Jonathan Bachman / AP
Published Wednesday, Feb. 12, 2014 | 11:06 a.m.
Updated Wednesday, Feb. 12, 2014 | 4:57 p.m.
NEW ORLEANS — Former New Orleans Mayor Ray Nagin, best remembered for his impassioned pleas for help after the levees broke during Hurricane Katrina, was convicted Wednesday of accepting bribes in exchange for helping businessmen secure millions of dollars in city work, including after the devastating storm.
The federal jury found Nagin guilty of 20 of 21 counts against him, involving a string of crimes before and after the storm. He sat quietly at the defense table after the verdict was read and his wife, Seletha, was being consoled in the front row.
Before the verdict, the 57-year-old Ray Nagin said outside the New Orleans courtroom: "I've been at peace with this for a long time. I'm good."
Sentencing was set for June 11, Nagin's 58th birthday. Nagin left the courthouse more than an hour after the verdict was read, and after U.S. District Judge Helen Berrigan ordered that his bond be modified to provide for "additional conditions of electronic monitoring and home confinement."
The Democrat, who left office in 2010 after eight years, was indicted in January 2013 on charges he accepted hundreds of thousands of dollars in bribes — money, free vacation trips and truckloads of free granite for his family business — from businessmen who wanted work from the city or Nagin's support for various projects.
The granite and some of the money came from developer Frank Fradella. More money came from another contractor, Rodney Williams, for Nagin's help in securing city contracts. Convicted former city vendor Mark St. Pierre, who got a no-bid contract with the city in Nagin's first term, provided trips to Jamaica and Hawaii.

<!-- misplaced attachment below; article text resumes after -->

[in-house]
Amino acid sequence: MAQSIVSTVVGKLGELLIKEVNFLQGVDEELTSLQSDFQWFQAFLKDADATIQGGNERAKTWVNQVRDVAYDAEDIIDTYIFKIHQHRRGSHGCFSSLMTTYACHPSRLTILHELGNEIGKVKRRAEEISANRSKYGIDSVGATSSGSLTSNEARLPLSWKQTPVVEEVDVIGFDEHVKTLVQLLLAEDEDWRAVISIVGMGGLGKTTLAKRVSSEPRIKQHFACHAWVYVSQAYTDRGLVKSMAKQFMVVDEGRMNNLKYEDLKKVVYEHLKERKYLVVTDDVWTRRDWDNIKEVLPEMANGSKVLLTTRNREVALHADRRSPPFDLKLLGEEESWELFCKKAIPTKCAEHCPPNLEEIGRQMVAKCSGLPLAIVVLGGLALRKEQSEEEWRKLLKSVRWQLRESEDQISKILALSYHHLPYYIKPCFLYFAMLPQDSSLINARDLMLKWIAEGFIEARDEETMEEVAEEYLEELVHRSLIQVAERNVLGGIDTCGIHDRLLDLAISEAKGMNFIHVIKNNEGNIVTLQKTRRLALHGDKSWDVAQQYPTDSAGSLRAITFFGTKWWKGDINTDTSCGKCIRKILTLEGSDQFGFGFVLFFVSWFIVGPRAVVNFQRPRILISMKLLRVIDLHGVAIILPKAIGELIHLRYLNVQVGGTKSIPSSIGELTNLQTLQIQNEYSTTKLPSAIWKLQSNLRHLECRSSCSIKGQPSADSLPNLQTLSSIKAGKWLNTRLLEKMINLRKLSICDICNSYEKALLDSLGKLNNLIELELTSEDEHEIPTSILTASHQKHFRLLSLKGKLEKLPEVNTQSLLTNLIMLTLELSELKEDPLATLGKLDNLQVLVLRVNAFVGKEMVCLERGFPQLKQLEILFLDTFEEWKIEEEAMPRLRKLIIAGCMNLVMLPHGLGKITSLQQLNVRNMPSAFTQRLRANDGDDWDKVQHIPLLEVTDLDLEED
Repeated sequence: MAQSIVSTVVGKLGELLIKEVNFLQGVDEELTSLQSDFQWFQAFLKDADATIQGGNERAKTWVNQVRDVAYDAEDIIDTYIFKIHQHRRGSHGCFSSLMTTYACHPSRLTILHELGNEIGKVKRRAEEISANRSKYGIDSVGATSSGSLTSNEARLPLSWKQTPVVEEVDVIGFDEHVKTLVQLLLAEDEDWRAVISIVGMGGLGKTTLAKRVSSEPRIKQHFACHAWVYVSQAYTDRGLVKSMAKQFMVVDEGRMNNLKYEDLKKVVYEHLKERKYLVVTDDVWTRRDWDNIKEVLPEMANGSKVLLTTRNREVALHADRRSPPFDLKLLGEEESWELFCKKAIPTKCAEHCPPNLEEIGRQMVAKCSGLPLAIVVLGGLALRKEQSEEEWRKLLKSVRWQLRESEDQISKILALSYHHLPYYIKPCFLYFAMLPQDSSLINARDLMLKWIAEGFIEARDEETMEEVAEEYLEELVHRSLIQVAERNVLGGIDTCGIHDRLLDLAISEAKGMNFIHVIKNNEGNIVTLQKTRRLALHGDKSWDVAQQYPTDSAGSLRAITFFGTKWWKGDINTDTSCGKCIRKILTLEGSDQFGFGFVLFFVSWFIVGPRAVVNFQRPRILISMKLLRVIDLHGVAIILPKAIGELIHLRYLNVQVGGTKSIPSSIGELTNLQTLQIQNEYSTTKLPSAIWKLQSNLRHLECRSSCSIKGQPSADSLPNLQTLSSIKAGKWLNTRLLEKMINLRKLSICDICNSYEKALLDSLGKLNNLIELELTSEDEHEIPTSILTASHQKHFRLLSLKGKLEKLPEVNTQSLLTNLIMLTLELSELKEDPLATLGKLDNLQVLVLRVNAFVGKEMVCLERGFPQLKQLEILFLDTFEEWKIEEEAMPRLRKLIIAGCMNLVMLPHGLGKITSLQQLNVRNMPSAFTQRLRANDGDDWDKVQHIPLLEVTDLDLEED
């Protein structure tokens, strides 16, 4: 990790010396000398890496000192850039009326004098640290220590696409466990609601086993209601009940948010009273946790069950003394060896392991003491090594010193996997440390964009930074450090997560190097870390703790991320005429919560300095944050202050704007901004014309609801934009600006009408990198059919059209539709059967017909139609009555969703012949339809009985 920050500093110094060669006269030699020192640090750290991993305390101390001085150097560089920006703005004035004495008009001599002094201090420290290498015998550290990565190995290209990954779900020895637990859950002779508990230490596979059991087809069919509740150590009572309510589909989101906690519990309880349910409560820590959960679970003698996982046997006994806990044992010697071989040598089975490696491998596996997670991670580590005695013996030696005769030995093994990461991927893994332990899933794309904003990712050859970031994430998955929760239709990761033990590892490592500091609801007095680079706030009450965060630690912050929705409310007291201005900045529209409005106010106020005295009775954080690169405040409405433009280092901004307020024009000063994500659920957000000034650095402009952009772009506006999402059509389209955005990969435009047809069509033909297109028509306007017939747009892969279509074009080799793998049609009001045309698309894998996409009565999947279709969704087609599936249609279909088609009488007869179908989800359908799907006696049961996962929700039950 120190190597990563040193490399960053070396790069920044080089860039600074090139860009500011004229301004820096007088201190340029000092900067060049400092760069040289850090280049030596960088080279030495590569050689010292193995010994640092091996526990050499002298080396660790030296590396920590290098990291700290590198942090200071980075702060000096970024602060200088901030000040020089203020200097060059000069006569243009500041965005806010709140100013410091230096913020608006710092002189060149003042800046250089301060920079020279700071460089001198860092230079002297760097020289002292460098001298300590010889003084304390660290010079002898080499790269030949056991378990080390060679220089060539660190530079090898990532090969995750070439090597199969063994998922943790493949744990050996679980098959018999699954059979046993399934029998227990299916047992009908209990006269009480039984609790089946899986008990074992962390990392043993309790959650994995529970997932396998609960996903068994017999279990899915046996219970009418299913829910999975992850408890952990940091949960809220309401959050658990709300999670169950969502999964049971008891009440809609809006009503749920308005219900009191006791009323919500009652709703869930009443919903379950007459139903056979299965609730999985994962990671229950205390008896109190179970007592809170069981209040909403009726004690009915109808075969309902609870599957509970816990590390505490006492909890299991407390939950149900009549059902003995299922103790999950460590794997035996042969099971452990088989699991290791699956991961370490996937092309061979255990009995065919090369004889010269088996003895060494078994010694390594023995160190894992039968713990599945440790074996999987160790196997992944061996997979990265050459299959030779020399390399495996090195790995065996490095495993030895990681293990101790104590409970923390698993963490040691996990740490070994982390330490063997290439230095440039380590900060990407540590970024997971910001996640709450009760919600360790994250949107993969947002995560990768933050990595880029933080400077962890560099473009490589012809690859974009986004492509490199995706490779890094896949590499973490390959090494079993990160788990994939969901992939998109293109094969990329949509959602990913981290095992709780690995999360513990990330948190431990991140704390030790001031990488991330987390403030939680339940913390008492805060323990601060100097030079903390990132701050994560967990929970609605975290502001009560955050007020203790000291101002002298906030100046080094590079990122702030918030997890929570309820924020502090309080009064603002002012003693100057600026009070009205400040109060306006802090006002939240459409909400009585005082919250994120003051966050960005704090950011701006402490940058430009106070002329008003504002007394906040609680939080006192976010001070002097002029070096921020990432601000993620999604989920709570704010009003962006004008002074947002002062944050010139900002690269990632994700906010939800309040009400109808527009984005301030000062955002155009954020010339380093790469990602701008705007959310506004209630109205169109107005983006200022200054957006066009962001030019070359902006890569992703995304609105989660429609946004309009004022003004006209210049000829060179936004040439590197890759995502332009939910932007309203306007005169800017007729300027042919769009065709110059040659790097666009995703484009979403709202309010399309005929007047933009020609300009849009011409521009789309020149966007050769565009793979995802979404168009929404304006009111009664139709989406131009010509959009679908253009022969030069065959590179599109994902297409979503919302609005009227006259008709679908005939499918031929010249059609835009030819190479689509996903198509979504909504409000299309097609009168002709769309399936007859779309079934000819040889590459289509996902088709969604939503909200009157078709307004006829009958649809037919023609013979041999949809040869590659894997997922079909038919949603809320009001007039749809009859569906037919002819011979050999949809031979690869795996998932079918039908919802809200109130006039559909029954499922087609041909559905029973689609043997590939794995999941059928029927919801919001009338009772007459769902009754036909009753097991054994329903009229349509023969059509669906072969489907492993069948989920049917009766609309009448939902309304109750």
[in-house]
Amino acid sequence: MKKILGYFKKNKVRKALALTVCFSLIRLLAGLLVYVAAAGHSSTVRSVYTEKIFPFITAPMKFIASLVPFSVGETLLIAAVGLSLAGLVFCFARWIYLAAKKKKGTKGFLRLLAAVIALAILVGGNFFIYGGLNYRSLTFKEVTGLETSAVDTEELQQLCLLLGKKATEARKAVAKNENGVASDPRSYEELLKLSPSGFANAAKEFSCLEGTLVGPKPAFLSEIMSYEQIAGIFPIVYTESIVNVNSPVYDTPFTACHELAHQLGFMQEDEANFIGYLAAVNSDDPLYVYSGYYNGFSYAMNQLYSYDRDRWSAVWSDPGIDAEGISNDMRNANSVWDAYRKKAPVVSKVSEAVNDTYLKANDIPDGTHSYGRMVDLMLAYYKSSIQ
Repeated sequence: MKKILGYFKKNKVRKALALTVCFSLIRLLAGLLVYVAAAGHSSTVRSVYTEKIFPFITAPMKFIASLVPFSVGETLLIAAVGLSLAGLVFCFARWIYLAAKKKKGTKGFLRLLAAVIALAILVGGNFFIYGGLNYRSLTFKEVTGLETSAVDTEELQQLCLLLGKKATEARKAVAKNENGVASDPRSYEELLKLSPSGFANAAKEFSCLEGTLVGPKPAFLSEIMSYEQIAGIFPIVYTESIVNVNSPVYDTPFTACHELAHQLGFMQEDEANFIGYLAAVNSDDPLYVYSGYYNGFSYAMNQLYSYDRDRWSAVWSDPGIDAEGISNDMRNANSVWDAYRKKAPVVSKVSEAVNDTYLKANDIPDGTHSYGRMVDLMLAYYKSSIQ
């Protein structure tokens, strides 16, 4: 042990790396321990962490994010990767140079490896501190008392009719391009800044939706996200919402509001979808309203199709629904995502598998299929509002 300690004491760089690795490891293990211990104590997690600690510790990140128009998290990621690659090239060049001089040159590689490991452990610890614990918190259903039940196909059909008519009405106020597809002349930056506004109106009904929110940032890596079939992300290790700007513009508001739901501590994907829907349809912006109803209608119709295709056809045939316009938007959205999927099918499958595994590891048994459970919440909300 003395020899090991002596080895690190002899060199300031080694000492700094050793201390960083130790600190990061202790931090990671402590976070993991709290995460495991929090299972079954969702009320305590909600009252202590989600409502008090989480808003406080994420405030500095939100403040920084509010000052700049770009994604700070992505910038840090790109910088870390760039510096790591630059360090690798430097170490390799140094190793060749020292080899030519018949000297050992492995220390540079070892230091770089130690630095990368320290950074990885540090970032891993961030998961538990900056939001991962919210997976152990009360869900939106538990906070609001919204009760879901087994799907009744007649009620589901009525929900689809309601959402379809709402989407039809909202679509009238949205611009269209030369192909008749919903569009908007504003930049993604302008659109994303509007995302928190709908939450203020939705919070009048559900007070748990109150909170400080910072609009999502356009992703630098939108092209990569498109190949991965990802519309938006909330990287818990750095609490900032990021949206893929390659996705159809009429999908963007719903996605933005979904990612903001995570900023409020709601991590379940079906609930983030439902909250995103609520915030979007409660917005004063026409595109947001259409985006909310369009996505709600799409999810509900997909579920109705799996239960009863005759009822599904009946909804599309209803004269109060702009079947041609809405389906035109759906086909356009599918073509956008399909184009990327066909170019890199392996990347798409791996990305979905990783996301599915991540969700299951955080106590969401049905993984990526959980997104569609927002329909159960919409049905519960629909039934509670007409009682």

A movie theater owner seeking tax breaks provided a trip to New York, prosecutors said. In a conspiracy count, prosecutors also said Nagin sought and got granite work for his business from a major retailer, identified in court as The Home Depot, while helping the retailer work out details related to the opening of a new store in post-Katrina new Orleans. The company was not accused of any wrongdoing.
Nagin had vehemently denied it all during several hours of testimony that spanned two days of trial. But the jury didn't believe him. The only not-guilty verdict came on one count of bribery involving a portion of the money from Williams.
Nagin had testified that key witnesses lied and prosecutors misinterpreted evidence including emails, checks and pages from his appointment calendar linking him to businessmen who said they bribed him.
As Nagin and defense attorney Robert Jenkins left the courthouse Wednesday, walking with a throng of media, photographers and video cameras, Nagin could be heard saying: "I maintain my innocence."
The defense repeatedly said prosecutors overstated Nagin's authority to approve contracts. His lawyer said there is no proof money and material given to the granite business owned by Nagin and his sons, Stone Age LLC, was tied to city business.
The charges against Nagin included one overarching conspiracy count along with six counts of bribery, nine counts of wire fraud, one count of money laundering conspiracy and four counts of filing false tax returns.
The charges carry a variety of maximum sentences ranging from three to 20 years, but how long he would serve was unclear and will depend on a pre-sentence investigation and various sentencing guidelines.
Jenkins said Nagin's testimony didn't hurt the case and that an appeal would be filed after sentencing.
The conviction wasn't a surprise to Rainelle Smith, 64, of New Orleans, who said she voted for Nagin.
"I don't believe he served the city as well as he should have," she said. "He was supposed to come in and prevent the corruption the city was known for. We, in my family, thought of him as the 'cleanup man.' Instead he gets in office and he soiled it more."
The charges resulted from a City Hall corruption investigation that had resulted in several convictions or guilty pleas by former Nagin associates by the time trial started on Jan. 27.
Fradella and Williams, both awaiting sentencing for their roles in separate bribery schemes alleged in the case, each testified that they bribed Nagin.
Nagin's former technology chief, Greg Meffert, who also is awaiting sentencing after a plea deal, told jurors he helped St. Pierre, bribe Nagin with lavish vacation trips. St. Pierre did not testify. He was convicted in the case in 2011.
Associated Press writers Janet McConnaughey and Chevel Johnson contributed to this report.